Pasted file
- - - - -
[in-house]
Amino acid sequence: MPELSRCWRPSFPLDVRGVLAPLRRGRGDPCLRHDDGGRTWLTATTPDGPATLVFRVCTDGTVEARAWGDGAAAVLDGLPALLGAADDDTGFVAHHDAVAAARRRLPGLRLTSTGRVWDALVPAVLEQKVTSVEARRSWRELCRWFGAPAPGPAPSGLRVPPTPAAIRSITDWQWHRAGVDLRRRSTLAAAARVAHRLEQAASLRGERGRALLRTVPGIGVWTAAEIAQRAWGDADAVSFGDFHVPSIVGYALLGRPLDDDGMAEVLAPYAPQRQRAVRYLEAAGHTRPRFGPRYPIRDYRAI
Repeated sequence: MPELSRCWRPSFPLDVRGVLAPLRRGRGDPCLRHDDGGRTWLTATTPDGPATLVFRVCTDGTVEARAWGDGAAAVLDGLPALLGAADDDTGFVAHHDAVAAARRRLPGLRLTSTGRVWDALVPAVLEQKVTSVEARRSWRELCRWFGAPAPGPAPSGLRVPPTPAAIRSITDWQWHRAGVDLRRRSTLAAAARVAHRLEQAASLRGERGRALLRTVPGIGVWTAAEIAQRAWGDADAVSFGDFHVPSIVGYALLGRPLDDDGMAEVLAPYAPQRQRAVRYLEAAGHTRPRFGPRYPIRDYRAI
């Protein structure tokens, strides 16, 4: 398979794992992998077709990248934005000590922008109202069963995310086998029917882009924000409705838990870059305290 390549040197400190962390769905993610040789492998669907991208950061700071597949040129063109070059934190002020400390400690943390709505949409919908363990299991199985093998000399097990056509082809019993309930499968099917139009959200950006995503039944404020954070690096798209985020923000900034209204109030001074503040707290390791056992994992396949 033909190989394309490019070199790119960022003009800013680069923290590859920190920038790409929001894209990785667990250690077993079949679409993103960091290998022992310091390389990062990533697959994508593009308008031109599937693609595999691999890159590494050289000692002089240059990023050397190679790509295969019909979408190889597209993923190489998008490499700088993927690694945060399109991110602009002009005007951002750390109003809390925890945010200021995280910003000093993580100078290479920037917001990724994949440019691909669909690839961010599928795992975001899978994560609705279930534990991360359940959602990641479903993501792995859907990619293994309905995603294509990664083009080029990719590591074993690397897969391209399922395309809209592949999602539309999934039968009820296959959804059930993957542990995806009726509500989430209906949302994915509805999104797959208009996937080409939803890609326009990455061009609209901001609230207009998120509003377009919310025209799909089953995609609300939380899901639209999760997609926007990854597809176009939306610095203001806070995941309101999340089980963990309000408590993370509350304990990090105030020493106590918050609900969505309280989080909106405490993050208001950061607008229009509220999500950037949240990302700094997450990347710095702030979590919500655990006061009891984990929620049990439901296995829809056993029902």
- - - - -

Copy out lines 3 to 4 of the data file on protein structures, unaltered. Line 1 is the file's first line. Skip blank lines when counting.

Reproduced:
Repeated sequence: MPELSRCWRPSFPLDVRGVLAPLRRGRGDPCLRHDDGGRTWLTATTPDGPATLVFRVCTDGTVEARAWGDGAAAVLDGLPALLGAADDDTGFVAHHDAVAAARRRLPGLRLTSTGRVWDALVPAVLEQKVTSVEARRSWRELCRWFGAPAPGPAPSGLRVPPTPAAIRSITDWQWHRAGVDLRRRSTLAAAARVAHRLEQAASLRGERGRALLRTVPGIGVWTAAEIAQRAWGDADAVSFGDFHVPSIVGYALLGRPLDDDGMAEVLAPYAPQRQRAVRYLEAAGHTRPRFGPRYPIRDYRAI
């Protein structure tokens, strides 16, 4: 398979794992992998077709990248934005000590922008109202069963995310086998029917882009924000409705838990870059305290 390549040197400190962390769905993610040789492998669907991208950061700071597949040129063109070059934190002020400390400690943390709505949409919908363990299991199985093998000399097990056509082809019993309930499968099917139009959200950006995503039944404020954070690096798209985020923000900034209204109030001074503040707290390791056992994992396949 033909190989394309490019070199790119960022003009800013680069923290590859920190920038790409929001894209990785667990250690077993079949679409993103960091290998022992310091390389990062990533697959994508593009308008031109599937693609595999691999890159590494050289000692002089240059990023050397190679790509295969019909979408190889597209993923190489998008490499700088993927690694945060399109991110602009002009005007951002750390109003809390925890945010200021995280910003000093993580100078290479920037917001990724994949440019691909669909690839961010599928795992975001899978994560609705279930534990991360359940959602990641479903993501792995859907990619293994309905995603294509990664083009080029990719590591074993690397897969391209399922395309809209592949999602539309999934039968009820296959959804059930993957542990995806009726509500989430209906949302994915509805999104797959208009996937080409939803890609326009990455061009609209901001609230207009998120509003377009919310025209799909089953995609609300939380899901639209999760997609926007990854597809176009939306610095203001806070995941309101999340089980963990309000408590993370509350304990990090105030020493106590918050609900969505309280989080909106405490993050208001950061607008229009509220999500950037949240990302700094997450990347710095702030979590919500655990006061009891984990929620049990439901296995829809056993029902």